Given exclusive access to Chris and James Rowberry’s IHC photographic archive, Peter Love illustrates the fantastic range of uses to which the International 10-20 industrial tractor model was put.
The 10-20, produced by the International Harvester Company (IHC), was introduced in 1923 and, during that year, some 7,117 examples of the tractor were made. but just a dozen or so came to the UK. Interestingly, the 15-30 and 10-20 models share the same sales brochure but, in reality, it’s not at all hard to tell the two versions apart. However, it was the 10-20 that provided the main competition for the Fordson F and Standard N models and, by 1929, 158,203 had been built. What’s more, the model continued in production during the ‘red era’, right through until 1939 when the last example – KC215973 – rolled off the line.
The tractor cost 50% more than the Standard N to buy, but you got what you paid for, so to speak. Also, the tractors were updated in various ways over the years, like the less well known 15-30. The 10-20 was to be the second most popular tractor in the UK during the 1920s and ‘30s, and certainly deserved its status. So how many came to the UK? Well, I’ve been told that about 8,000 came here during the 17-year production run, and many of them currently survive in preservation. Nevertheless, you don’t see many of this period machine out and about at working events these days, which is a great disappointment.
Although we’re talking about the 15-30 and 10-20 here, it’s important not to forget the 1924 Farmall, its derivatives, and the W30. They were all part of the successful IHC scene at this time, which was to be the be the top tractor supplier worldwide, until 1957.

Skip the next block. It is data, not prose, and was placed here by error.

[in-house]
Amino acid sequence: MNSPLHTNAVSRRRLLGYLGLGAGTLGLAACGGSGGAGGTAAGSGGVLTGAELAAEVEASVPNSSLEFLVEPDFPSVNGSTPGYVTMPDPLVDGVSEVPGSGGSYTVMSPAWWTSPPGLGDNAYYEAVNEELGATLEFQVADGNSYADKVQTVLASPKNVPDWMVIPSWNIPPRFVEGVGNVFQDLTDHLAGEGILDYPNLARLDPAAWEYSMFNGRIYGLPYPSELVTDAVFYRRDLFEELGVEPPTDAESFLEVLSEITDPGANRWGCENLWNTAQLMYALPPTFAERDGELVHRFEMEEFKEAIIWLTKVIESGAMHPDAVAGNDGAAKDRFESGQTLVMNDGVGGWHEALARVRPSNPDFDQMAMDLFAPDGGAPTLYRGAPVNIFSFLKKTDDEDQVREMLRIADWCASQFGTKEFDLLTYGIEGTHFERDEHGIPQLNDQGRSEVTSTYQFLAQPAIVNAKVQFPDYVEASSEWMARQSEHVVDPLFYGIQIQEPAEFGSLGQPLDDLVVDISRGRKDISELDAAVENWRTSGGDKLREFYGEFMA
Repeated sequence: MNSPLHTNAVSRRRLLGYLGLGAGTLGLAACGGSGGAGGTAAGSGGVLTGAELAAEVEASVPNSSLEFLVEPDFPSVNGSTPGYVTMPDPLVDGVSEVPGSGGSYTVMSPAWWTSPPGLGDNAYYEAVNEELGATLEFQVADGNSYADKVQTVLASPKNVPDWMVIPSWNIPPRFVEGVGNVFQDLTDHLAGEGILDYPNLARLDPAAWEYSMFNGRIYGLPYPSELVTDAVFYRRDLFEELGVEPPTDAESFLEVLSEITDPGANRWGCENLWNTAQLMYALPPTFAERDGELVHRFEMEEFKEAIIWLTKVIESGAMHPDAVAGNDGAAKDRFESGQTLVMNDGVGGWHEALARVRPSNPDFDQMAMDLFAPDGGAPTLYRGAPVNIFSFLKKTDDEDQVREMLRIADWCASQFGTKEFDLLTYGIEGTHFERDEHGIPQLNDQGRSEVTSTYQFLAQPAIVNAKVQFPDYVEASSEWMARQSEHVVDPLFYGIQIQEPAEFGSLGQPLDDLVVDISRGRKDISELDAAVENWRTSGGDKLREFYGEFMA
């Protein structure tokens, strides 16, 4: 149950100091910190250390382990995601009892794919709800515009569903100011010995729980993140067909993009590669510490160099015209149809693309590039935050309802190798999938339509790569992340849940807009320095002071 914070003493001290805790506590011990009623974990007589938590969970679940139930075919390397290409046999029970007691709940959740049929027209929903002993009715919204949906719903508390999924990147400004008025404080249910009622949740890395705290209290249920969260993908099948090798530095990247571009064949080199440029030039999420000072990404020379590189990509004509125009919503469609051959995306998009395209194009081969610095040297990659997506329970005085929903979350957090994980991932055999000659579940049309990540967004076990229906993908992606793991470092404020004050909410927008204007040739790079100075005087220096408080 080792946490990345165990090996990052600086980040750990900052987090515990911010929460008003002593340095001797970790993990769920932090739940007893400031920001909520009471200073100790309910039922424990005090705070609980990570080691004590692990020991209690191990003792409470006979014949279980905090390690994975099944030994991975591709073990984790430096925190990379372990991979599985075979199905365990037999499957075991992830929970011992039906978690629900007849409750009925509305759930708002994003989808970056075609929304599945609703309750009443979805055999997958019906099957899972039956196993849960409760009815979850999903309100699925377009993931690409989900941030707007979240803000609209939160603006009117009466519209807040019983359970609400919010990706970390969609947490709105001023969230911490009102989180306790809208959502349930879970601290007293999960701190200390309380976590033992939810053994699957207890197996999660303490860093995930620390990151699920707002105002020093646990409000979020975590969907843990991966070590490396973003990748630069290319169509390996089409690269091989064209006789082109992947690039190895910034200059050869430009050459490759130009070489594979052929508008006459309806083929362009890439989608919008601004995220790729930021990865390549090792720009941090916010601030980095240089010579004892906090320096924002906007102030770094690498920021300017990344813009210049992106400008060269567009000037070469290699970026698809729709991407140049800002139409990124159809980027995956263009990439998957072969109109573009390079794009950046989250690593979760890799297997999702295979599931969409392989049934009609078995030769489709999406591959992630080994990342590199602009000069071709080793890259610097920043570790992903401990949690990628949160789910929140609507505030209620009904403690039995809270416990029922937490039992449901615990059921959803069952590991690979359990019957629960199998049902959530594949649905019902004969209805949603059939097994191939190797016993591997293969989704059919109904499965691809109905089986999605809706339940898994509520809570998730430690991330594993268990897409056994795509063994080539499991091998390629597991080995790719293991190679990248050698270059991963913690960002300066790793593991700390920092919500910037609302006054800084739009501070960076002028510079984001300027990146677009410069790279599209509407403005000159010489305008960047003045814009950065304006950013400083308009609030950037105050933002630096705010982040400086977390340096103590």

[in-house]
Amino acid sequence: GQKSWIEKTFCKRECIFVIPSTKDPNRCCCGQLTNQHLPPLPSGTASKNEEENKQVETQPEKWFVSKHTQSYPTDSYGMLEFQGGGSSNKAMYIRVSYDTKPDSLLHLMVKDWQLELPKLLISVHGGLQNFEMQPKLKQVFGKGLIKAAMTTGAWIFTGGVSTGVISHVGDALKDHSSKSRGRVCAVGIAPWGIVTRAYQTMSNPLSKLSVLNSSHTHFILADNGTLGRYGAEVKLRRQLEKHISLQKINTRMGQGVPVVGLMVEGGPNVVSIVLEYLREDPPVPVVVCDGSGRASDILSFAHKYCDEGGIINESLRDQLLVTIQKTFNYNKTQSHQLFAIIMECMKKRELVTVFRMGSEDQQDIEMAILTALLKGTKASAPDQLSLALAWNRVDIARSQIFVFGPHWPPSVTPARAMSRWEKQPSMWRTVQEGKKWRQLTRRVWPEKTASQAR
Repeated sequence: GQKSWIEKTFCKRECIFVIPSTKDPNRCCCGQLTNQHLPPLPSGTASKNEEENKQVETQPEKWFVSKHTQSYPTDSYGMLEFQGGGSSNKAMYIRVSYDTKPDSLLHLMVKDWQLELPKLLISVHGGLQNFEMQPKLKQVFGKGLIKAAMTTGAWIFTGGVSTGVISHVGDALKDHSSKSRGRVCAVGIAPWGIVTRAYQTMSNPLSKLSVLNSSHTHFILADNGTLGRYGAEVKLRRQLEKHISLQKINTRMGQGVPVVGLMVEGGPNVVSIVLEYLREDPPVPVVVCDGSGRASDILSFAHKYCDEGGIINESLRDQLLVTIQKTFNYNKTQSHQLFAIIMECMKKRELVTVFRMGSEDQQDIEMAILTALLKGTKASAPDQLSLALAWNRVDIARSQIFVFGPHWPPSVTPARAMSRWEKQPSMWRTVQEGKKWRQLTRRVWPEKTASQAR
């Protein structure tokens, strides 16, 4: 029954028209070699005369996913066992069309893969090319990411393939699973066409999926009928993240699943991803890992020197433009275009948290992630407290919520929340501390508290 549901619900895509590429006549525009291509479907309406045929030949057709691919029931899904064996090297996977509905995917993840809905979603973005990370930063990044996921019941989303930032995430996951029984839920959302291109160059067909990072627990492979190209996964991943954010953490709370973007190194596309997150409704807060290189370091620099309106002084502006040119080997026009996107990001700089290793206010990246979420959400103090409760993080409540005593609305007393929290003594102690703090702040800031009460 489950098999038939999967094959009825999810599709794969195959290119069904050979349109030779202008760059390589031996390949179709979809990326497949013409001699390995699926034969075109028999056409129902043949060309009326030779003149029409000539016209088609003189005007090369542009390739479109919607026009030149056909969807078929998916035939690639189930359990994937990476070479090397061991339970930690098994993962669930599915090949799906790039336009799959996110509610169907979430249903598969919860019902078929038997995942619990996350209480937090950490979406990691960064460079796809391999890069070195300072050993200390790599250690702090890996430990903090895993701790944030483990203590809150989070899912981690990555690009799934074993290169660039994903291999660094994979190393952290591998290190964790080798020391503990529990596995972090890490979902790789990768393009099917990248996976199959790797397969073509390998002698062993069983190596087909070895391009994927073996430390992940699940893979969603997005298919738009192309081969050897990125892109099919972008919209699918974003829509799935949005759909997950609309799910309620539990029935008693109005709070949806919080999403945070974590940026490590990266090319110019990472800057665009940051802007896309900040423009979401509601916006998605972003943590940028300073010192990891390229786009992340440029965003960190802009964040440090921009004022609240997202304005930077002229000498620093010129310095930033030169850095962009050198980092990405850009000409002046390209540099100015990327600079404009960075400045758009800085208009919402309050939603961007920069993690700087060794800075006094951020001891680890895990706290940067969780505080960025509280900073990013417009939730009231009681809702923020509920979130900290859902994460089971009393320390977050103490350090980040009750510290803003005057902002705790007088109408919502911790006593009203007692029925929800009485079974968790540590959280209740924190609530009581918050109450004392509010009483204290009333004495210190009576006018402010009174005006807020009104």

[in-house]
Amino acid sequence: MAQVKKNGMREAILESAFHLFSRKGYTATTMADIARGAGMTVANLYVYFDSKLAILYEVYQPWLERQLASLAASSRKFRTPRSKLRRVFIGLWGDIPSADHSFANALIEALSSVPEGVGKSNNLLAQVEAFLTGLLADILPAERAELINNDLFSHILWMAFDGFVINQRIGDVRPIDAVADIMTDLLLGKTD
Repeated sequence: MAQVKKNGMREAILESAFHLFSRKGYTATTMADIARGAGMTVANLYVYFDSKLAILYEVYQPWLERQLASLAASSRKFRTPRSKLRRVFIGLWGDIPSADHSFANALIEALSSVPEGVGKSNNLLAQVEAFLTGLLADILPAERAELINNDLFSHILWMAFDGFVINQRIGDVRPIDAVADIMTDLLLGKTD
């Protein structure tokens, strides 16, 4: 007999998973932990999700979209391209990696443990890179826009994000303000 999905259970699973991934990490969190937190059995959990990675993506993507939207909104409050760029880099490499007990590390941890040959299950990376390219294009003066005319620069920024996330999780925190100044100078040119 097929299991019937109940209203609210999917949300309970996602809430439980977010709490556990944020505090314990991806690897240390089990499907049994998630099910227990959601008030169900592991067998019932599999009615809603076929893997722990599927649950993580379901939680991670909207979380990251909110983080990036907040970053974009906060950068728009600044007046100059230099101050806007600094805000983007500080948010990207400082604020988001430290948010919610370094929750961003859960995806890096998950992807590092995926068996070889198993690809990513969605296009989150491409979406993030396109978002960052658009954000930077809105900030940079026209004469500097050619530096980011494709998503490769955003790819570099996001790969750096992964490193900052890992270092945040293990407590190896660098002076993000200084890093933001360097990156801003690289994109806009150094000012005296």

The industrial market
IHC saw the potential that Ford saw with his F and later N, as did its aftermarket producers who offered so many industrial attachments. IHC wanted to get into the market, and had the right tool with the 10-20 – known by many as the ‘20 Industrial’ during its life.
The industrial version was introduced in 1923, and the first examples reached UK shores during 1924, and went on to sell here – in various guises – over the years. Some 1,300 were made in those first two years, with 4,607 being built in 1929 and, from what I can see, a total of 11,179 had been made by 1929.
In 1928, the company made 200 TracTracTor tracklayers, to be followed by 472 in 1929, based on the 10-20 and 15-30 lines. This led to IHC entering the crawler market, but hardly any of these early machines came to the UK but, the later T20 was a totally different matter.
As can be seen from the accompanying photographs here, the industrial 10-20 was made in a vast number of configurations, but the difference to Ford was that IHC made many of the industrial implements itself – even including a range of cranes and snowploughs. So, sit back and enjoy these wonderful images.
In preservation today, there are only about six industrial 10-20s, to my knowledge. I had the privilege of actually driving the maroon-painted 10-20 (formerly from the Heal’s department store, in Reading), during the 1990s, at the late Ken Covey’s sale. I remember that it was fitted with a ‘dinky’ winch on the back, but where is that tractor now?
There’s also an image here showing an example fitted with a shunter cab, as used by the railway companies. Cheffins has sold this one in the past. Overall, the 10-20 industrial is a rare machine, but a high-quality workhorse that’s for sure. It’s a machine that’s set to live on in enthusiasts’ hands here in the UK and elsewhere around the world, the photos here give a great feel for the versatility of this brilliant little machine.
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